Tendinopathy is an umbrella term used to describe any
pathology of the tendons. You may have
heard it referred to by many different names:
tendinitis, tendinosis or tenosynovitis.
Some common tendinopathies include achilles, patella, common wrist
extensor and biceps. Whichever type, and
whatever the location, tendinopathy can manifest as significant pain and cause
a reduction in function. Here are some
basic "Do's" and "Don'ts" to ensure you can overcome your tendinopathy as quickly
- See a healthcare professional, such as a sports physician or physio. They will correctly diagnose the issue, and give you an appropriate treatment and management plan. Not all pain around joints will be tendon related, so it's important to be have the correct diagnosis to ensure you're not potentially making a different issue worse.
- Manage your physical workload. Most tendinopathies are caused by a sudden change in activities (usually an increase). This pertains particularly to activities that load or compress the tendon (e.g. walking/running for Achilles tendinopathy). Generally high velocity movements (fast loading/movement through the joints) tends to be the most aggravating factors, so consider any new activities which you have introduced to your day to day life.
- Reduce load initially. You want to continue with your normal exercise routine, however decrease the duration and/or intensity. This will help reduce pain, and then you can being to work back towards your normal activity levels.
- Use passive treatments initially for pain modulation. Note that these passive treatments (such as ultrasound, shockwave, injections) rarely help long term, and should only be an adjunct to exercise therapy. Multiple injections should be particularly avoided as these provide poorer outcomes according to current research.
- Use an individualised, progressive loading regime. While the initial stages of rehabmay be similar for most people, it's important to have your program tailored to your own goals in regrds to activity and/or sport once you begin to reduce your pain and increase your function.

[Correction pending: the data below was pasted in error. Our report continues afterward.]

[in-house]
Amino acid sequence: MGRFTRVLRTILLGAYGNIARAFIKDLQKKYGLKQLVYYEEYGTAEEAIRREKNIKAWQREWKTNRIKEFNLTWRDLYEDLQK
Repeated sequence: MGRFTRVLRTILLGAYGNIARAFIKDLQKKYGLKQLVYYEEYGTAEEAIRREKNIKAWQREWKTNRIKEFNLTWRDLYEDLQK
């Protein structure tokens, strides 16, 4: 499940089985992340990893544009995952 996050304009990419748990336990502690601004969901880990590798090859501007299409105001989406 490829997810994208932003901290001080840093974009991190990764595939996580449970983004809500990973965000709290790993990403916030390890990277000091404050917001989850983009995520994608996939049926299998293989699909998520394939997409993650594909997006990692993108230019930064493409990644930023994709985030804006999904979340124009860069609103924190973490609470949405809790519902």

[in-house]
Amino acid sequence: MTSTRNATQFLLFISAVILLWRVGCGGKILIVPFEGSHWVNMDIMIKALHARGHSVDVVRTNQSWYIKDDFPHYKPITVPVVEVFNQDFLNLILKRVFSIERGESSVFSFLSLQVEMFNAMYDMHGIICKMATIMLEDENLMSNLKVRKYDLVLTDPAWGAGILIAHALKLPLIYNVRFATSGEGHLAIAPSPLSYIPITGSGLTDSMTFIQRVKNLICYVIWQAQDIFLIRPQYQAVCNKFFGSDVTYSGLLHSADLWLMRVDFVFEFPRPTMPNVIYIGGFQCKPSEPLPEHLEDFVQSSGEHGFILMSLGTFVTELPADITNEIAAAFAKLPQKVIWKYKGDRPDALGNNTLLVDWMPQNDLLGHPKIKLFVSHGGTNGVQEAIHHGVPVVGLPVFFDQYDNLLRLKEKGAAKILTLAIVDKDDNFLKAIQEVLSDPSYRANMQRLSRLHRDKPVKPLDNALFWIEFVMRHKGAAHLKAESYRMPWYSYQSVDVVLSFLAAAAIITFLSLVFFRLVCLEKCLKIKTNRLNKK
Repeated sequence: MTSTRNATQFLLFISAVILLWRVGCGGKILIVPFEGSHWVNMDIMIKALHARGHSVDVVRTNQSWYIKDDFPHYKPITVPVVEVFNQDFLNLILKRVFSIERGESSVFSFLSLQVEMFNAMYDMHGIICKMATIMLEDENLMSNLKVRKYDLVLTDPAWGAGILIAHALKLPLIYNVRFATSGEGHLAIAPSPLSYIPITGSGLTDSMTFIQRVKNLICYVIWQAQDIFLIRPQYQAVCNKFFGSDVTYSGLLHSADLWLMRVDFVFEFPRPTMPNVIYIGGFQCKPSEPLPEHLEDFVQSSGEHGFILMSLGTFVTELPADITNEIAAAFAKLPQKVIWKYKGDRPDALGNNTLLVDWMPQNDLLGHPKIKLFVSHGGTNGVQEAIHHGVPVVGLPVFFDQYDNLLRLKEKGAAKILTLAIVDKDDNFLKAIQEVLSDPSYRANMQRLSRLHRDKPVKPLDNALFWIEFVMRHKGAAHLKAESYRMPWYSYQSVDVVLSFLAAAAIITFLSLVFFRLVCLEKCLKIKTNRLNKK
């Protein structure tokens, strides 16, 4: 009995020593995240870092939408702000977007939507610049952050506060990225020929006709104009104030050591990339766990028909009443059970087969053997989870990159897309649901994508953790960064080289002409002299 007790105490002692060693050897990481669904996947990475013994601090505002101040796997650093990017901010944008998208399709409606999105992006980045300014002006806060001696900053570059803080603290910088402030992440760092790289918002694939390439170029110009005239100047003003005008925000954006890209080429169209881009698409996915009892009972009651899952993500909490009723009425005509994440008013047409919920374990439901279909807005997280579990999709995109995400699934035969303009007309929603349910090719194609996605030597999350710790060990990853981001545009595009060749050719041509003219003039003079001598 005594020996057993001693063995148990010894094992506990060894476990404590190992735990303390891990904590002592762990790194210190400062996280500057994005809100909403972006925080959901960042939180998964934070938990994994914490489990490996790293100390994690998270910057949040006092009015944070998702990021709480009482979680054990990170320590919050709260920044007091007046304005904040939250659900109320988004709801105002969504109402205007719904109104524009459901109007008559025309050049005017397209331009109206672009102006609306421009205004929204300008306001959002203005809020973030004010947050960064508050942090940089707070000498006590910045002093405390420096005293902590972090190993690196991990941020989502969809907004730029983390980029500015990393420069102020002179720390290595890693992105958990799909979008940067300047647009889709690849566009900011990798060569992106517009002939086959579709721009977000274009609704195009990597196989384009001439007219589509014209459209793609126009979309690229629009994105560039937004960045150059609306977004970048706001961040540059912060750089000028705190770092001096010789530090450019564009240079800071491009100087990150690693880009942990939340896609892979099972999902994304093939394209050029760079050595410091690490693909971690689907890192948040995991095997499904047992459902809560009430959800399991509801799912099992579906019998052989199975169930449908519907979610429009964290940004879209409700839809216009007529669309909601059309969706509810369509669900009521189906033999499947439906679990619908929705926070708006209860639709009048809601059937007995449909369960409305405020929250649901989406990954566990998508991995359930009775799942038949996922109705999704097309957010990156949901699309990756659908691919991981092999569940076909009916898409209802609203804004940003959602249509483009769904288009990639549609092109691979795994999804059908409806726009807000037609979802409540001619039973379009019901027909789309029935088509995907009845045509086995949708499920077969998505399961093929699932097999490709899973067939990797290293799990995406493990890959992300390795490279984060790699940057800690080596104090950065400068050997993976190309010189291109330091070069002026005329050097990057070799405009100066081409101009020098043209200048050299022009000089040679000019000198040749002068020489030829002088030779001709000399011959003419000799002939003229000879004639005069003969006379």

- Have patience! Tendinopathies are very slow to progress, even with appropriate exercises. Ensure that the exercises are correct, and that you are adequately progressing the load to attain the best outcome.
- Rely on passive modalities as the sole treatment for your issues long term. While soft tissue massage, dry needling, or other modalities can help reduce the soreness in the short term, they won't help to resolve the underlying issue.
- Stress about imaging findings. We know that imaging findings do not correlate well with pain and function. The management program should be based on returning you to your former function with respect to your current level of pain, and not on how the tendon itself appears under imaging.
- Continue to train normally. This may only serve to prolong recovery if you continue to aggravate the tendon further. Look to reduce load initially, then gradually increase.
- Rest completely. Whilst an initial reduction in loads is recommended, this does not mean complete rest! It is important to maintain function wherever possible. While complete rest may help with pain, when you begin to load through the tendon again the pain can often return, potentially with a greater severity than there was initially.
- Get frustrated that you aren't 100% better within a month. Tendon healing takes time, so make sure you are adequately progressing your loading exercises! Compared to recovering from a muscle strain or joint sprain, tendinopathy resolution is typically much slower due to the differences in the types of tissue.
- Forget about biomechanical factors. Your physio/podiatrist/sports physician should be able to help you address any biomechanical risk factors that you possess that are causing a spike in load through the tendons, and ensure that the issue does not resurface in the future.